VA QSOP I worked part of this contest with the VWS club, but them went home in the evening. I ended up getting a certificate as 1st place station in Fairfax, County, Virginia. Not bad for a half day’s work.
FL QSOP I recall this one — I was on the back porch with a QRP rig and only worked a couple, but had fun.
IN QSOP Well, I’ve certainly written enough about Operation Sizzling Pork on this blog, but it was the highlight of the year for me. I had fun preparing, during the contest, and even afterwards in compiling the scores. We placed second in the category of multioperator, multistation. Our station ran low power and worked both CW and SSB.
CQ WW WPX CW I think I was camping an entered this one QRP. A bit frustrating because only one out ten heard me, but after a few hours, I had a decent number of international contacts on 5W with an improvised antenna
REF The French amateur radio league contest. I placed 20th among US operators – pas mal.
HA DX I always enjoy the Hungarian contest. I came in at #278, but I still like the way they run this contest, communicate with log submitters, post the results, etc.
RAC Canada Day The RAC contest is also a favorite, although the results are not broken down geographically.
IARU HF The International Amateur Radio Union contest was fun in that I made contact with a number of headquarters stations and added a few new countries to my list. The results have not been posted yet.
The MARAC US Country QSO Party I had just installed the rig in my car and I made exactly one SSB QSO in this contest, but one is better than none. I’d like to try this again next year, but working CW.
Maryland/DC QSOP I worked this one with the NIH Amateur Radio Club, so it wasn’t an individual effort. We ranked second as club station in Maryland.
TN QSO Party I always seem to have great propagation in TN, so I worked this one QRP. I came in as the #3 out of state QRP operator, so I was very happy.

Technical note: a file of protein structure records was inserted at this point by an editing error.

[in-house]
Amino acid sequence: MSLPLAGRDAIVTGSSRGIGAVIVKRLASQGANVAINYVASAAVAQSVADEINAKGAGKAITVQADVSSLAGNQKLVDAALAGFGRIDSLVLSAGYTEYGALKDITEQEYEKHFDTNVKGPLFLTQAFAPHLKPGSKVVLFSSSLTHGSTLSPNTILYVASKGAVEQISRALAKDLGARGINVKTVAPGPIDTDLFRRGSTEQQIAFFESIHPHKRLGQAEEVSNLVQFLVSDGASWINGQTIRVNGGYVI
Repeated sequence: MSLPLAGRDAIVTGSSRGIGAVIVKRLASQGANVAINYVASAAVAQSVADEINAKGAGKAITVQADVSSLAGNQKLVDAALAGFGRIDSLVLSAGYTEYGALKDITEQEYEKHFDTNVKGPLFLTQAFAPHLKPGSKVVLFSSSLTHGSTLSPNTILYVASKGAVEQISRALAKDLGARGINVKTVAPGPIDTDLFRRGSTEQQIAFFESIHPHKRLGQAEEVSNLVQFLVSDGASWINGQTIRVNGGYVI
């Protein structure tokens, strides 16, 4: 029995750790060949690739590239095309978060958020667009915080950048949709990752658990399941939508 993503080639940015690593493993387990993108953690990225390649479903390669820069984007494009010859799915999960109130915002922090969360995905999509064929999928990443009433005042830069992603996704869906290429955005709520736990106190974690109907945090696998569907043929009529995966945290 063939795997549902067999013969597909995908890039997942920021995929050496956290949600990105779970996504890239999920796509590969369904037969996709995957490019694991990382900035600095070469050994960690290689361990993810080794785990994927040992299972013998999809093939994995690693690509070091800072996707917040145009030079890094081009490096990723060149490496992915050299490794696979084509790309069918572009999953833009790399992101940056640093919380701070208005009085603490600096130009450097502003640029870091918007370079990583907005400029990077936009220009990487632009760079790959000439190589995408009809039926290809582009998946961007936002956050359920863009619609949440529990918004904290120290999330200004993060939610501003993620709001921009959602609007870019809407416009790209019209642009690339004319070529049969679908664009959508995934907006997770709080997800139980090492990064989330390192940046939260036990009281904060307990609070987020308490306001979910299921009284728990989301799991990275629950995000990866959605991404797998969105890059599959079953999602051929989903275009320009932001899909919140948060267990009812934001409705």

Arkansas QSO Party Luckily, they break the scores down by state, and as not many others from Virginia entered, I was the top VA station. It’s always worth sending in a score.
WAE SSB Again, I don’t have a chance in this sort of contest, but I did finally figure out how the whole QTC thing works.
OSPOTA I heard a random call for the Ohio State Parks on the Air Contest and dialed around to catch a few more. I came in #10 for stations outside Ohio.
Arizona QSO Party I had one QRP CW contact while I was in Montreal for a conference. Results aren’t up, but looking at logs received, I can guarantee that I was the only VE2 entrant!
NY QSO Party I usually have good connections to New York during the QRP sprints, so I also worked this contest QRP. I think I did pretty well, because I recall crossing a bunch of counties off my list, but results are not yet posted.
IL QSO Party I came in 49th in this short contest
ARCI Hoot Owl I worked this contest in the dark with a 20m rockmite, a longwire antenna and some mosquito spray. I had a great time and my score was roughly in the middle of the range, largely thanks to the bonus for working portable. I’d like to do more ARCI events this year.
NAQCC Sprint Hands down my favorite sprint. I have slowly worked my way up, both in terms of operating skill and antennas. I look forward to this every month, but schedules don’t always work out.
Spartan Sprint I also enjoy the SS, and have been working on trimming the station down from a chubby to a skinny. I can now operate pretty skinny, but only on one band at a time.

AKA Interface Considerations

A couple months ago, Ben, NN9S, suggested developing a morse code keyer that would run on android devices (see his write up and video). Since then, we’ve been designing hardware and software to get the job done. The software lives in a repository on the Google Code site, and is moderately functional, but far short of ready for general release. On the hardware side, we’re still batting around ideas. Here is a brief history of the ground we’ve covered with regard to hardware design, and some idea of what’s coming next.

Phone, AKA, paddles and a transmitter - the most common configuration.

We considered all sorts of options such as having the device’s left and right channels run into a standard keyer, using the USB port directly, and some other more exotic alternatives (bluetooth anyone?), but we eventually settled on the idea of having the android device output a sound, which could be used directly to modulate a signal, or could drive a switch of some sort.  The simplest configuration would be the device plugged into the androidomatic keying adapter (AKA), and the AKA plugged into the radio’s key  jack. Presumably, most people would want to be able to also key their rig using a straight key, paddle, or bug, so we assumed that the AKA and some other sending device would connect to the key jack via a Y adapter of some sort.